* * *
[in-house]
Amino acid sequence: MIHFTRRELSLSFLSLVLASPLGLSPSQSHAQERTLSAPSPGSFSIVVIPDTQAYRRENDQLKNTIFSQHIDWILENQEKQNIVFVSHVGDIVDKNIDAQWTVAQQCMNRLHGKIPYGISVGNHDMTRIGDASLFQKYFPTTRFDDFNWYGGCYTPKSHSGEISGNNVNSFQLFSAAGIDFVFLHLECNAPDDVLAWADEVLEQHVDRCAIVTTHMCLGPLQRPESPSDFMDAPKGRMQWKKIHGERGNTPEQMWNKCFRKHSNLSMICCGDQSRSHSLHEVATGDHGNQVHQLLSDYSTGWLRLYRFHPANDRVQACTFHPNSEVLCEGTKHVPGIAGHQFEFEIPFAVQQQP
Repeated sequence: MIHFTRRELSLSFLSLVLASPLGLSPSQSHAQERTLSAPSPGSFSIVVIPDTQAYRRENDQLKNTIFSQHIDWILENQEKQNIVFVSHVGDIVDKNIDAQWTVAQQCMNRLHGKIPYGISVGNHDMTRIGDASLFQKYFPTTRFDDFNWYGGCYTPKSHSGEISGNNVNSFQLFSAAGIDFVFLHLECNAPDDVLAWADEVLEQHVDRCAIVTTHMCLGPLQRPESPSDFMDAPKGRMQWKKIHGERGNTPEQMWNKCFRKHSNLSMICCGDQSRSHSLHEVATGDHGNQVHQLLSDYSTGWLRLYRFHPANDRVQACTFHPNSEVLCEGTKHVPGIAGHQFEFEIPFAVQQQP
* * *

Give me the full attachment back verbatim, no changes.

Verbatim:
[in-house]
Amino acid sequence: MIHFTRRELSLSFLSLVLASPLGLSPSQSHAQERTLSAPSPGSFSIVVIPDTQAYRRENDQLKNTIFSQHIDWILENQEKQNIVFVSHVGDIVDKNIDAQWTVAQQCMNRLHGKIPYGISVGNHDMTRIGDASLFQKYFPTTRFDDFNWYGGCYTPKSHSGEISGNNVNSFQLFSAAGIDFVFLHLECNAPDDVLAWADEVLEQHVDRCAIVTTHMCLGPLQRPESPSDFMDAPKGRMQWKKIHGERGNTPEQMWNKCFRKHSNLSMICCGDQSRSHSLHEVATGDHGNQVHQLLSDYSTGWLRLYRFHPANDRVQACTFHPNSEVLCEGTKHVPGIAGHQFEFEIPFAVQQQP
Repeated sequence: MIHFTRRELSLSFLSLVLASPLGLSPSQSHAQERTLSAPSPGSFSIVVIPDTQAYRRENDQLKNTIFSQHIDWILENQEKQNIVFVSHVGDIVDKNIDAQWTVAQQCMNRLHGKIPYGISVGNHDMTRIGDASLFQKYFPTTRFDDFNWYGGCYTPKSHSGEISGNNVNSFQLFSAAGIDFVFLHLECNAPDDVLAWADEVLEQHVDRCAIVTTHMCLGPLQRPESPSDFMDAPKGRMQWKKIHGERGNTPEQMWNKCFRKHSNLSMICCGDQSRSHSLHEVATGDHGNQVHQLLSDYSTGWLRLYRFHPANDRVQACTFHPNSEVLCEGTKHVPGIAGHQFEFEIPFAVQQQP